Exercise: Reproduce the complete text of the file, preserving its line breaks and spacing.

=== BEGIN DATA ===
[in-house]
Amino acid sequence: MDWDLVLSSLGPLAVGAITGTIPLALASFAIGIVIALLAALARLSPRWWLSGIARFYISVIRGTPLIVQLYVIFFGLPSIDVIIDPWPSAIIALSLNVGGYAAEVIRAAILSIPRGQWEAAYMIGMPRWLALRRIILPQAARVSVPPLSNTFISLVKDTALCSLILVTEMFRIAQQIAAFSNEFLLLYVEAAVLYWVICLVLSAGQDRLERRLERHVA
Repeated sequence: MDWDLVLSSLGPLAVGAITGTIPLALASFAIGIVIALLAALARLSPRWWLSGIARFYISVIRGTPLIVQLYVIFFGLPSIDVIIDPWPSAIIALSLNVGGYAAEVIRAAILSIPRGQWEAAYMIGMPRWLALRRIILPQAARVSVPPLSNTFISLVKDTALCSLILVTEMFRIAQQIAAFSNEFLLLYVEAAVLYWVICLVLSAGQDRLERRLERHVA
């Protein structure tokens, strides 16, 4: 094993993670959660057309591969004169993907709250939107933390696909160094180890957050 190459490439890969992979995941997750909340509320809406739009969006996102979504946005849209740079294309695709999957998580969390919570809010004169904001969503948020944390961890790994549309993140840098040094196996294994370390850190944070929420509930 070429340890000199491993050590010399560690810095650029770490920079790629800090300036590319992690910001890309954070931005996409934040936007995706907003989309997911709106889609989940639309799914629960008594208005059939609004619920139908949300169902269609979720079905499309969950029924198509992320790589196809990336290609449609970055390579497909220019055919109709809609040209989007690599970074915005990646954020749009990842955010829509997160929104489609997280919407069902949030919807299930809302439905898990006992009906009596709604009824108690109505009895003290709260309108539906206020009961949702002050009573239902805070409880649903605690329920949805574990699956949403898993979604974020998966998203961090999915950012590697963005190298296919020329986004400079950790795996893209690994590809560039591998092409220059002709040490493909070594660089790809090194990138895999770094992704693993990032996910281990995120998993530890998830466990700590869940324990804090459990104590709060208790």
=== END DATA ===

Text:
[in-house]
Amino acid sequence: MDWDLVLSSLGPLAVGAITGTIPLALASFAIGIVIALLAALARLSPRWWLSGIARFYISVIRGTPLIVQLYVIFFGLPSIDVIIDPWPSAIIALSLNVGGYAAEVIRAAILSIPRGQWEAAYMIGMPRWLALRRIILPQAARVSVPPLSNTFISLVKDTALCSLILVTEMFRIAQQIAAFSNEFLLLYVEAAVLYWVICLVLSAGQDRLERRLERHVA
Repeated sequence: MDWDLVLSSLGPLAVGAITGTIPLALASFAIGIVIALLAALARLSPRWWLSGIARFYISVIRGTPLIVQLYVIFFGLPSIDVIIDPWPSAIIALSLNVGGYAAEVIRAAILSIPRGQWEAAYMIGMPRWLALRRIILPQAARVSVPPLSNTFISLVKDTALCSLILVTEMFRIAQQIAAFSNEFLLLYVEAAVLYWVICLVLSAGQDRLERRLERHVA
């Protein structure tokens, strides 16, 4: 094993993670959660057309591969004169993907709250939107933390696909160094180890957050 190459490439890969992979995941997750909340509320809406739009969006996102979504946005849209740079294309695709999957998580969390919570809010004169904001969503948020944390961890790994549309993140840098040094196996294994370390850190944070929420509930 070429340890000199491993050590010399560690810095650029770490920079790629800090300036590319992690910001890309954070931005996409934040936007995706907003989309997911709106889609989940639309799914629960008594208005059939609004619920139908949300169902269609979720079905499309969950029924198509992320790589196809990336290609449609970055390579497909220019055919109709809609040209989007690599970074915005990646954020749009990842955010829509997160929104489609997280919407069902949030919807299930809302439905898990006992009906009596709604009824108690109505009895003290709260309108539906206020009961949702002050009573239902805070409880649903605690329920949805574990699956949403898993979604974020998966998203961090999915950012590697963005190298296919020329986004400079950790795996893209690994590809560039591998092409220059002709040490493909070594660089790809090194990138895999770094992704693993990032996910281990995120998993530890998830466990700590869940324990804090459990104590709060208790």